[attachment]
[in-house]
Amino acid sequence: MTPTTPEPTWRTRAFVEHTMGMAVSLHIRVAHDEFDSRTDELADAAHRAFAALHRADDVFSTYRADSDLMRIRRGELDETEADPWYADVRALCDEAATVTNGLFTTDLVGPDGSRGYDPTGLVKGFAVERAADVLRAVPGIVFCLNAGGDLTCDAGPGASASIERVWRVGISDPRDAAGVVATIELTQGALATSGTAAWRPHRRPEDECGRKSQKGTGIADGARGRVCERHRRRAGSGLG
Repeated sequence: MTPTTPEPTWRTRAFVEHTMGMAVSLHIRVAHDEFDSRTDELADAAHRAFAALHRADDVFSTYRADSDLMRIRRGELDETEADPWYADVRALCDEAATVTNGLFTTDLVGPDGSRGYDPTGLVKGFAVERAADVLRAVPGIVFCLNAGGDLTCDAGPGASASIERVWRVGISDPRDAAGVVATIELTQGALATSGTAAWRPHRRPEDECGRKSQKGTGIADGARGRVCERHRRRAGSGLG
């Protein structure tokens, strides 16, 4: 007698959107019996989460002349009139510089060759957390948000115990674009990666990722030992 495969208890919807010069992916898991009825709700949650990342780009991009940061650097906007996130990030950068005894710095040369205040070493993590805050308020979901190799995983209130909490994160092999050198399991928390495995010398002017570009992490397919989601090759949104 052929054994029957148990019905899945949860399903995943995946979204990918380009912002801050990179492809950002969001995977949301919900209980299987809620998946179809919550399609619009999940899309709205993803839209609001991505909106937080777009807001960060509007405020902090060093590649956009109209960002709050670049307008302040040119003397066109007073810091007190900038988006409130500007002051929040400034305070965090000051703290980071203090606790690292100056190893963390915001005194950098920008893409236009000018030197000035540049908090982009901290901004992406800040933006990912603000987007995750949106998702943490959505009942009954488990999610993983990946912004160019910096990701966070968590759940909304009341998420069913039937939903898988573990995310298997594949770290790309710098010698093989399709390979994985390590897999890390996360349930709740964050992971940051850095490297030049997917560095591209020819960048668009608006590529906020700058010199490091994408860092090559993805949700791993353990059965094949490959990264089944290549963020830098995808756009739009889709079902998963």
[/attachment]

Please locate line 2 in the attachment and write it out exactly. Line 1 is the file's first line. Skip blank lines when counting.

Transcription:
Amino acid sequence: MTPTTPEPTWRTRAFVEHTMGMAVSLHIRVAHDEFDSRTDELADAAHRAFAALHRADDVFSTYRADSDLMRIRRGELDETEADPWYADVRALCDEAATVTNGLFTTDLVGPDGSRGYDPTGLVKGFAVERAADVLRAVPGIVFCLNAGGDLTCDAGPGASASIERVWRVGISDPRDAAGVVATIELTQGALATSGTAAWRPHRRPEDECGRKSQKGTGIADGARGRVCERHRRRAGSGLG